Rob MacCachren, adding Pro 4 to his repertoire at Miller Motorsports Park in a guest drive for Stronghold Motorsports, stops his pit bike at Rick Huseman's truck, with a simple observation:
“You're crazy, man.”
Normally dominating Pro 2, MacCahren hasn't had much opportunity to share track space with Huseman and get accustomed to his driving style. He wasn't expecting Huseman to get a little off track and up on the two wheels to get by him during practice. It's clear that Huseman will do whatever he needs to do to win, including walking a bit on the wild side.
“I like driving a little wild, as long as I feel I'm in control,” Huseman says. “Most of the time I'm trying to be in control. We're on a brand-new track, just learning it, trying to do some fast lap times. We beat everybody by about a second-and-a-half today, so whatever we're doing is working.”
Working is a bit of an understatement. The driver of the No, 36 Monster/Traxxas Toyota has won at least one race every race weekend in the Lucas Oil Off Road Racing Series so far this season and is leading the Pro 4 Unlimited points after Miller by a pretty solid margin. While it's possible he'll go into cruising mode for the second half of the season, it seems unlikely.
“There are different philosophies throughout the year, depending on where you are in points. At the beginning of the year, we're trying to win races and get a good lead in points. Toward the middle and the end you start making sure you finish races, especially in a series where there are lots of racers. We've got a lead in the points right now, but not a very big one. It's hard to tell what to do…if we keep going for it and try to build the lead or what,” he says.
It's a pretty good dilemma to have, especially for a guy that had no expectations of being in this position. What began as a test session in competition conditions at the first race at Las Vegas has turned into a full-blown run for the championship.
“I had no idea I would be racing in this series. I talked to my sponsors and they wanted me to go to the first two events. I asked them, ‘What are we going to do if we start leading the points? Are we going to walk away from this?' They said we'd look at that when it comes down to it. And it came down to it. We're here, and Toyota's backing us 100 percent. Without Traxxas and Toyota, BFGoodrich and even Monster, we wouldn't be in this series. If we can go for two championships, why not?”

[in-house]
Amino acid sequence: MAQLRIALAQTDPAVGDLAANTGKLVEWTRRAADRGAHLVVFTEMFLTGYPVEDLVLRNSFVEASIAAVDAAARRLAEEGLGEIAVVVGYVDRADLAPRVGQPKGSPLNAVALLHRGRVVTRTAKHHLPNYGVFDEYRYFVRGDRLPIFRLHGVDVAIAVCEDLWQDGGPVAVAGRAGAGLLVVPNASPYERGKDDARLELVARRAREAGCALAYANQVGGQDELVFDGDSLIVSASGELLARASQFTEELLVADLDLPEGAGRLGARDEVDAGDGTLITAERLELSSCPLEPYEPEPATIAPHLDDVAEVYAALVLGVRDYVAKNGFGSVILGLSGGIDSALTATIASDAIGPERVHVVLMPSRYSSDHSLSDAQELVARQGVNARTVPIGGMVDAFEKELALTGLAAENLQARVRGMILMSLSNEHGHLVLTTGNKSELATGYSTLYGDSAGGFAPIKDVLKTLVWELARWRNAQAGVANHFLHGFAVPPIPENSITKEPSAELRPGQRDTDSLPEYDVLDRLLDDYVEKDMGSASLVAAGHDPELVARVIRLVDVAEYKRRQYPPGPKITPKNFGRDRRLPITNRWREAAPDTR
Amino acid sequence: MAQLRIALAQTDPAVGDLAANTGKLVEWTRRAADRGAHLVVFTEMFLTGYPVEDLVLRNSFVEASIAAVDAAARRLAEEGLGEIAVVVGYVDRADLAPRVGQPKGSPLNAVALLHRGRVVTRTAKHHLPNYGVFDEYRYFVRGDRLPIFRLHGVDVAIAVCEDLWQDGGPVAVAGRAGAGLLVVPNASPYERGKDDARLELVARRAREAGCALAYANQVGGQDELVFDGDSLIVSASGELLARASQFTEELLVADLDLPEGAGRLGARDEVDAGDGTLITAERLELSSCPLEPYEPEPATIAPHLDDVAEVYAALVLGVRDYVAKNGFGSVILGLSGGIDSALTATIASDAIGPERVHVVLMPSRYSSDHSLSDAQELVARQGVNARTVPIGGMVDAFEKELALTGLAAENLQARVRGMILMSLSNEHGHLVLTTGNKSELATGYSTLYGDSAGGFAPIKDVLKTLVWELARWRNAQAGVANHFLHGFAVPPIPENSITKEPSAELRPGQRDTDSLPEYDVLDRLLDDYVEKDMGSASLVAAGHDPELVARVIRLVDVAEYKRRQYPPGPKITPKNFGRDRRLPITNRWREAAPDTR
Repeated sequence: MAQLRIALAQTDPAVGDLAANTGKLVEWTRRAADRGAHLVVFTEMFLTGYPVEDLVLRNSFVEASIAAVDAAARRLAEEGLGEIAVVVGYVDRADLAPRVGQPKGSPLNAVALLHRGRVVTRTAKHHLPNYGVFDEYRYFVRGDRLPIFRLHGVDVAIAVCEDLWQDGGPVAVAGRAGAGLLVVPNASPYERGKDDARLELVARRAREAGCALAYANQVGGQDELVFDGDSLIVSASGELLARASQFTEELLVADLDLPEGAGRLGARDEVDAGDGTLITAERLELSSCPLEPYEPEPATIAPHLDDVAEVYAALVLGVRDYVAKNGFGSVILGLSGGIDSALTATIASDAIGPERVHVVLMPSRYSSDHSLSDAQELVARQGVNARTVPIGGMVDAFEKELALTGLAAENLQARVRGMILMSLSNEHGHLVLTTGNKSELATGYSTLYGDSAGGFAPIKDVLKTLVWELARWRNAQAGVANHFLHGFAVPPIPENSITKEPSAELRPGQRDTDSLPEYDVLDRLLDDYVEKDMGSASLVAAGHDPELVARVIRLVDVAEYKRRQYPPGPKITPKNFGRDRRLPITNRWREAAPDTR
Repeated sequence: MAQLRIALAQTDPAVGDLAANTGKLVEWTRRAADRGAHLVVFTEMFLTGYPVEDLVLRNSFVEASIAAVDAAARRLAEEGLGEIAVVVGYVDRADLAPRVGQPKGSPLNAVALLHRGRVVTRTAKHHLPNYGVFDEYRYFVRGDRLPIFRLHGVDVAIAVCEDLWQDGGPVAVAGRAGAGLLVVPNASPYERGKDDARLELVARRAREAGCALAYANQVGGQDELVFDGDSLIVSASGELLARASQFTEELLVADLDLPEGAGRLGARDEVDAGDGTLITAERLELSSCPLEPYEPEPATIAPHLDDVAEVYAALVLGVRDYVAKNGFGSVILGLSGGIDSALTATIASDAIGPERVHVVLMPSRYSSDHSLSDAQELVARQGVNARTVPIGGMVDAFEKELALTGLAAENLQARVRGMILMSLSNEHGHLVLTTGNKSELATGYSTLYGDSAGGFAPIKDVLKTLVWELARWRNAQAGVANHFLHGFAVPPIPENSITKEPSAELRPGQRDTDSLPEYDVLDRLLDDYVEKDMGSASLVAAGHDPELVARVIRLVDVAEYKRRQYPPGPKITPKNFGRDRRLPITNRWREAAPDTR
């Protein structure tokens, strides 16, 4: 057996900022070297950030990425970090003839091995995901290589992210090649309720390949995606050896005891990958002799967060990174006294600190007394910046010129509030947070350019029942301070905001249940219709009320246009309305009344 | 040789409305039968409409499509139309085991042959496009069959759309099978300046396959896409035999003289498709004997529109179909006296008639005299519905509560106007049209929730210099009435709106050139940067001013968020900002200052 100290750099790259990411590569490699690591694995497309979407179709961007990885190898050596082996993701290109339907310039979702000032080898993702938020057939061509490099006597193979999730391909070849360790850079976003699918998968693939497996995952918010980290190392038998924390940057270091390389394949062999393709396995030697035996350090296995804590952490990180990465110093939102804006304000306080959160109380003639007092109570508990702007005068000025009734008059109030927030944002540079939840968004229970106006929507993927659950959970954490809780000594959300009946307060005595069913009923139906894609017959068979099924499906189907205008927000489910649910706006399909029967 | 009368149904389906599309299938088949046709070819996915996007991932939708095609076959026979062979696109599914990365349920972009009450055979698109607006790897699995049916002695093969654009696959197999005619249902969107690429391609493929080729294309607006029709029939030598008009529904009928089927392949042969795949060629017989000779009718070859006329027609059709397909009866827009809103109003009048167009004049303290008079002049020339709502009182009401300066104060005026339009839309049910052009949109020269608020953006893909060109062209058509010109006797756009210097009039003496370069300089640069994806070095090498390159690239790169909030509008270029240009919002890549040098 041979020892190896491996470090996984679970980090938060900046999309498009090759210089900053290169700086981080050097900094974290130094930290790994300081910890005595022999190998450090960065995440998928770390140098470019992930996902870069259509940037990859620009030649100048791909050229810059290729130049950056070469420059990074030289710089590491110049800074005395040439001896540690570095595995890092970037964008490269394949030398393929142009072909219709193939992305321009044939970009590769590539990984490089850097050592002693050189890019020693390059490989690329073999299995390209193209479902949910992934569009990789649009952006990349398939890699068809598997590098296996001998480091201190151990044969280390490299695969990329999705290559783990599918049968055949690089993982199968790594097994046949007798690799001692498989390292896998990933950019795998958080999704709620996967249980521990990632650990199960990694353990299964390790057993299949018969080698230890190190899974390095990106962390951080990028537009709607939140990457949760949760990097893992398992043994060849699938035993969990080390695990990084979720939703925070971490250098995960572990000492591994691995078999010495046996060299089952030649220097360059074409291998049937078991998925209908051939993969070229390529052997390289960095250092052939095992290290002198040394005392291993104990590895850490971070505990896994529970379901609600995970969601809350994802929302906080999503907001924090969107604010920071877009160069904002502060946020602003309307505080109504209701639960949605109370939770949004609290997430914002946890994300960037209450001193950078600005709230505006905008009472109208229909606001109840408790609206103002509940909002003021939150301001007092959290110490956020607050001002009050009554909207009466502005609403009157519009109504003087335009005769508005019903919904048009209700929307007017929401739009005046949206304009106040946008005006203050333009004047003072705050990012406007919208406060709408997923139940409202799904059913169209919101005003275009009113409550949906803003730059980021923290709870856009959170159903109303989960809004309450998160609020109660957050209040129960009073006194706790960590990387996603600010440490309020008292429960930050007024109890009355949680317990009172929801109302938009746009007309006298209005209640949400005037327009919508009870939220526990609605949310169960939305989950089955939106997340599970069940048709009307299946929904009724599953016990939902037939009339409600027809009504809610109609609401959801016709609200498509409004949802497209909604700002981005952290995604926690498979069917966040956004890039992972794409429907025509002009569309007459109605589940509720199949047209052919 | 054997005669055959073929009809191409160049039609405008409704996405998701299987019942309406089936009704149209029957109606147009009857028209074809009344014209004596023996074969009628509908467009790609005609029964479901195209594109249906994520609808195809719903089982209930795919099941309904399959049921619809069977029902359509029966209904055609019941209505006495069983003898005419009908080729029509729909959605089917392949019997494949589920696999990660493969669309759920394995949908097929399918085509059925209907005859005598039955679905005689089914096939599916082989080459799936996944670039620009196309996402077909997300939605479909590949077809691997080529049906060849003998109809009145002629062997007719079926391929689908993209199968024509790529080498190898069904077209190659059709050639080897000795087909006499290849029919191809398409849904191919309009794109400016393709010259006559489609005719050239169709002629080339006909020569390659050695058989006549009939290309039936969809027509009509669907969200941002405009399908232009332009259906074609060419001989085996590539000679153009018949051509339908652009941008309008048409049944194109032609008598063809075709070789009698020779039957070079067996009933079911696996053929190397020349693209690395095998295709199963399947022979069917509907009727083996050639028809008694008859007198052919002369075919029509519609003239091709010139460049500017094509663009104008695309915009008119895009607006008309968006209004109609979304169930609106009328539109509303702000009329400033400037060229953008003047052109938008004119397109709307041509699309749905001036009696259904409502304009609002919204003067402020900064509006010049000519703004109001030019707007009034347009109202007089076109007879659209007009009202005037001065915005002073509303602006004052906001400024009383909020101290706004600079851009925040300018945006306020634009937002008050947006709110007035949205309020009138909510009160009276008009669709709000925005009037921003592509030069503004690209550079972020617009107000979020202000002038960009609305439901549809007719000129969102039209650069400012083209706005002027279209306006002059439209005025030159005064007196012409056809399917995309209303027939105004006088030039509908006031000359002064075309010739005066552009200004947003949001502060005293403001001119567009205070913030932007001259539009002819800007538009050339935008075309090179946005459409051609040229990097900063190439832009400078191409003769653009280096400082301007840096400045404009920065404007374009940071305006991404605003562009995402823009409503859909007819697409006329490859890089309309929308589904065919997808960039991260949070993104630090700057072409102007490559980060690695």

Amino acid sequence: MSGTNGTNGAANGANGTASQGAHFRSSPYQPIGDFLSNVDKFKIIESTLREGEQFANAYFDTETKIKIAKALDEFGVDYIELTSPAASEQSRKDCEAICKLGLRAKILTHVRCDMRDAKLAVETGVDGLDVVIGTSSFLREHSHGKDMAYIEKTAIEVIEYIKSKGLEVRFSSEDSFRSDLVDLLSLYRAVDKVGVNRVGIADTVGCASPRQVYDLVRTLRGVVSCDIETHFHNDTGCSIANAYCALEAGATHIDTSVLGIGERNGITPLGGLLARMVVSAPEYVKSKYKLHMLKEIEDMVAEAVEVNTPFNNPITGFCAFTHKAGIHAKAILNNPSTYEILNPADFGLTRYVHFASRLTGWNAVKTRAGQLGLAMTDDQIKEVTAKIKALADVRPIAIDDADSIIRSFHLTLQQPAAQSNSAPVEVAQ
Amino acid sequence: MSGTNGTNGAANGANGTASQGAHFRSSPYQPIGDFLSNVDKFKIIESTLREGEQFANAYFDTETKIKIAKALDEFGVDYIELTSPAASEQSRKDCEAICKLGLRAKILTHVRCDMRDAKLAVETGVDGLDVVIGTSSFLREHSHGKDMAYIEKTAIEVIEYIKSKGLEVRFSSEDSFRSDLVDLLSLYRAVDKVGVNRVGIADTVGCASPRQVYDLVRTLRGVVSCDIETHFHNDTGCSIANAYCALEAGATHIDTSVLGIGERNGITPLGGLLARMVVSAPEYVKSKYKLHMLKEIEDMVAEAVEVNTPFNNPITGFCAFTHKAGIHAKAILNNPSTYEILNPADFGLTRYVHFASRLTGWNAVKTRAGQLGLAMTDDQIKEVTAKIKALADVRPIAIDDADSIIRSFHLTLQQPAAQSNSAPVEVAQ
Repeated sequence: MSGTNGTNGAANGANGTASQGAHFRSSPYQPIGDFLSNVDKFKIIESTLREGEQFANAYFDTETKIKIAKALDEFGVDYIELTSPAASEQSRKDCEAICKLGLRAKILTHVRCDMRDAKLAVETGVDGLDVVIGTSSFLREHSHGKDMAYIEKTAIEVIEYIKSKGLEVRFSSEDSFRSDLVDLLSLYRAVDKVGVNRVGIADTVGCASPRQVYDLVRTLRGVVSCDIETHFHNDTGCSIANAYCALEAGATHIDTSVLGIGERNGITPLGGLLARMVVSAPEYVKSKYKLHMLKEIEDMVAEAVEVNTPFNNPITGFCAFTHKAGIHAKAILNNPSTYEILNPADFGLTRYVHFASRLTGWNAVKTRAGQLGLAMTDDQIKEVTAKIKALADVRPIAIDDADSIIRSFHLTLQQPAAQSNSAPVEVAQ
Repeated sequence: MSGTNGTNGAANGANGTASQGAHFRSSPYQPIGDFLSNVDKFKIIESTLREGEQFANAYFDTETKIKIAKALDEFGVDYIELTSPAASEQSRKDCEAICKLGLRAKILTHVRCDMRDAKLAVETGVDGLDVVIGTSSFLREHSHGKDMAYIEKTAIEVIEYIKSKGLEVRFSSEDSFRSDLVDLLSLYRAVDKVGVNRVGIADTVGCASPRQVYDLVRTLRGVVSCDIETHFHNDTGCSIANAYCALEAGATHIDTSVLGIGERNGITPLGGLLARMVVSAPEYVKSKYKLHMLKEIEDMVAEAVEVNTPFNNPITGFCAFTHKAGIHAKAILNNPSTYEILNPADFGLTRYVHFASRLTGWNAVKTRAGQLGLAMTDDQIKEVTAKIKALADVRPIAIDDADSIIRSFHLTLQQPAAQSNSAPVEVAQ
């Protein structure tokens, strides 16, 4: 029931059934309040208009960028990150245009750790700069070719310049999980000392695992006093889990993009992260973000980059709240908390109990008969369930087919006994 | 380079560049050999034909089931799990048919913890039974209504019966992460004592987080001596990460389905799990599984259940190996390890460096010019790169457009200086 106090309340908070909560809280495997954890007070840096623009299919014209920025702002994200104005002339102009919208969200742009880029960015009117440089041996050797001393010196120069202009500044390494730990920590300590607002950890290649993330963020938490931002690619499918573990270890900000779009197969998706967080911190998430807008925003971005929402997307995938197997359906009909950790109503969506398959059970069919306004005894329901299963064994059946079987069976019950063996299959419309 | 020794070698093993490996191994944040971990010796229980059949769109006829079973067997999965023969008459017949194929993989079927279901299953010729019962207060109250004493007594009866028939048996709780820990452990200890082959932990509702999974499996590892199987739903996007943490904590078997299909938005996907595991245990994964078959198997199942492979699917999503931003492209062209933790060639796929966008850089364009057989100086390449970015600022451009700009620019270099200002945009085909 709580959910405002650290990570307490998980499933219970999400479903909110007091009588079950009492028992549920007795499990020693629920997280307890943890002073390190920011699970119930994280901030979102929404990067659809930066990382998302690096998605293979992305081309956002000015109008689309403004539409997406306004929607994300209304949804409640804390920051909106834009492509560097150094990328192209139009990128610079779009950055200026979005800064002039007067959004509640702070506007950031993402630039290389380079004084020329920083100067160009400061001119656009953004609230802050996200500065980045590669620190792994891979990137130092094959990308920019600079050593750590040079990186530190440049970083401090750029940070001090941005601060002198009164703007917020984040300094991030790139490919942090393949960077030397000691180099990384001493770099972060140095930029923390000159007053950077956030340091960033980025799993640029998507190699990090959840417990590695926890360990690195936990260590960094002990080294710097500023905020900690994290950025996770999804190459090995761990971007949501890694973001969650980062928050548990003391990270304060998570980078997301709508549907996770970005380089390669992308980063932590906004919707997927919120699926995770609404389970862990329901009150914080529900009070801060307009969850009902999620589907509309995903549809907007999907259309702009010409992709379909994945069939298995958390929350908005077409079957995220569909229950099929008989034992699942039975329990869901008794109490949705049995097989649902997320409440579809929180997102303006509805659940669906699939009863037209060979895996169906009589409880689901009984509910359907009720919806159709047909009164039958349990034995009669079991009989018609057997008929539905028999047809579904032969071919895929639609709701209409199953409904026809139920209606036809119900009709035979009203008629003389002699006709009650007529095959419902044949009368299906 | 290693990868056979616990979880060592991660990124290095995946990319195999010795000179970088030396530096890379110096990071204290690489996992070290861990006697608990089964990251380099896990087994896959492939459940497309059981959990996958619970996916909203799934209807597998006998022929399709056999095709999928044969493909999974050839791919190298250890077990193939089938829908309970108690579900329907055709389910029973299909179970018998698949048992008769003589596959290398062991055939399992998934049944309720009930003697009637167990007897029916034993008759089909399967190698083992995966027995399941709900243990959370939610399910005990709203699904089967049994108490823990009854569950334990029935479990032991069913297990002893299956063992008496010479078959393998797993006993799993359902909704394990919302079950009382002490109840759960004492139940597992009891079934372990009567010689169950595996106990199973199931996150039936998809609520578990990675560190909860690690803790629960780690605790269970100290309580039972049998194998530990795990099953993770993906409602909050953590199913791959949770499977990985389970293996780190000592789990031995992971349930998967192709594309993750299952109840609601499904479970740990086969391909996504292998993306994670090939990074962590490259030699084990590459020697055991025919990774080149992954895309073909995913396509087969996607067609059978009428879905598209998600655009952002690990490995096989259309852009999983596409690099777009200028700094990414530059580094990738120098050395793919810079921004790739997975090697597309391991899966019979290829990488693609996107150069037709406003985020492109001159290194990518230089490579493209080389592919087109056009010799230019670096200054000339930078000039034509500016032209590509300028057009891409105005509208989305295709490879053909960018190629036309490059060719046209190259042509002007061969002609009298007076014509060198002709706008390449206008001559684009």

The only reason why not would be the travel. It's not the distance; it's the time away from his infant son, his first, that gets hard. But Huseman's wife and son will be at most of the rest of the races. That adds to the family atmosphere in the Huseman pit. His brother Danny is the crew chief; his brother Kevin is the chief mechanic and his father helps out now and then as well.
“We've got it pretty dialed, my brothers and I,” Huseman says. “Everybody knows their job, and we've got Toyota with the motor program. Not having to worry about that, not having to worry about whether my brothers are going to do a good job…. My brothers want to win as bad as I do, and it's a team effort to get into the winner's circle. They know that and they want to make sure the truck's in tip-top shape so we can be in the winner's circle. To have that confidence, it makes it a lot easier.”
That part, he wants easy – he doesn't want to worry about whether the truck is going to last the race or not. That way he can concentrate on the driving. And like a true racer, he doesn't always want the easiest race.
“Whenever I can come from the back and pass people fair and square and pass the fast guys and go for the win, that's a really good race for me,” he explains. “I had a couple of those last year. Those races make it a lot more special. When you get the holeshot and lead the whole race, it's great and it's fun and all, but you don't feel you worked as hard for it as when you come from the back.”
While the Riverside, Calif., racer says that sometimes when you start up front, you're a sitting duck, that hasn't proven the case for him too much this season. He's started up front and finished there more often than not. It may not be the most fun and rewarding, but he seems to like it nevertheless.